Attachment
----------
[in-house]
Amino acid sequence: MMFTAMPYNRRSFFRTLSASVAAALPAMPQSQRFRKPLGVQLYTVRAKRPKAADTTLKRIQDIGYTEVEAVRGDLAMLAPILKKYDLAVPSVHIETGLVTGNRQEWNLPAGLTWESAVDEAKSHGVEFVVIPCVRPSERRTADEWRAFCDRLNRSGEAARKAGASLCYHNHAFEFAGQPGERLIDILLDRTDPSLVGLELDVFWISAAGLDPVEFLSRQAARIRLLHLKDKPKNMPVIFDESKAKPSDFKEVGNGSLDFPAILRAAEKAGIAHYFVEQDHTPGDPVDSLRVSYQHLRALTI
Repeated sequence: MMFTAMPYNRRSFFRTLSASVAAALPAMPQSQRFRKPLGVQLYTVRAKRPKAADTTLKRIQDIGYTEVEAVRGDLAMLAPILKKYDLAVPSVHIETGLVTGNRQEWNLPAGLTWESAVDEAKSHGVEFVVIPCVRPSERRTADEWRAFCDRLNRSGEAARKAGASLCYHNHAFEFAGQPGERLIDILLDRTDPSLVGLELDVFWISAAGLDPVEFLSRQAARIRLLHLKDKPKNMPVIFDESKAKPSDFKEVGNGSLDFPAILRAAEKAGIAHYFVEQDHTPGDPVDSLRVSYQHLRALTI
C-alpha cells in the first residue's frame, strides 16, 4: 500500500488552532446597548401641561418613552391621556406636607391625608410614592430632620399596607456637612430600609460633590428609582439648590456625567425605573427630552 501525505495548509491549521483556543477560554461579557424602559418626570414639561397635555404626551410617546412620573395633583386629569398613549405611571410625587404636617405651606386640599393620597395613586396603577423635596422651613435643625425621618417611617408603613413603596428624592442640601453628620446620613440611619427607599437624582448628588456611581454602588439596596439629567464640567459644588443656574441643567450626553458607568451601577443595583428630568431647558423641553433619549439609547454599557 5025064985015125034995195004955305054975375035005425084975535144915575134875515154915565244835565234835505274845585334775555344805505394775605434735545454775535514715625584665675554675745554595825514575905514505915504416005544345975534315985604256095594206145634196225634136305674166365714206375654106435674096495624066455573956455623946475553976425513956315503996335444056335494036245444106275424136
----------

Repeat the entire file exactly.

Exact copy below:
[in-house]
Amino acid sequence: MMFTAMPYNRRSFFRTLSASVAAALPAMPQSQRFRKPLGVQLYTVRAKRPKAADTTLKRIQDIGYTEVEAVRGDLAMLAPILKKYDLAVPSVHIETGLVTGNRQEWNLPAGLTWESAVDEAKSHGVEFVVIPCVRPSERRTADEWRAFCDRLNRSGEAARKAGASLCYHNHAFEFAGQPGERLIDILLDRTDPSLVGLELDVFWISAAGLDPVEFLSRQAARIRLLHLKDKPKNMPVIFDESKAKPSDFKEVGNGSLDFPAILRAAEKAGIAHYFVEQDHTPGDPVDSLRVSYQHLRALTI
Repeated sequence: MMFTAMPYNRRSFFRTLSASVAAALPAMPQSQRFRKPLGVQLYTVRAKRPKAADTTLKRIQDIGYTEVEAVRGDLAMLAPILKKYDLAVPSVHIETGLVTGNRQEWNLPAGLTWESAVDEAKSHGVEFVVIPCVRPSERRTADEWRAFCDRLNRSGEAARKAGASLCYHNHAFEFAGQPGERLIDILLDRTDPSLVGLELDVFWISAAGLDPVEFLSRQAARIRLLHLKDKPKNMPVIFDESKAKPSDFKEVGNGSLDFPAILRAAEKAGIAHYFVEQDHTPGDPVDSLRVSYQHLRALTI
C-alpha cells in the first residue's frame, strides 16, 4: 500500500488552532446597548401641561418613552391621556406636607391625608410614592430632620399596607456637612430600609460633590428609582439648590456625567425605573427630552 501525505495548509491549521483556543477560554461579557424602559418626570414639561397635555404626551410617546412620573395633583386629569398613549405611571410625587404636617405651606386640599393620597395613586396603577423635596422651613435643625425621618417611617408603613413603596428624592442640601453628620446620613440611619427607599437624582448628588456611581454602588439596596439629567464640567459644588443656574441643567450626553458607568451601577443595583428630568431647558423641553433619549439609547454599557 5025064985015125034995195004955305054975375035005425084975535144915575134875515154915565244835565234835505274845585334775555344805505394775605434735545454775535514715625584665675554675745554595825514575905514505915504416005544345975534315985604256095594206145634196225634136305674166365714206375654106435674096495624066455573956455623946475553976425513956315503996335444056335494036245444106275424136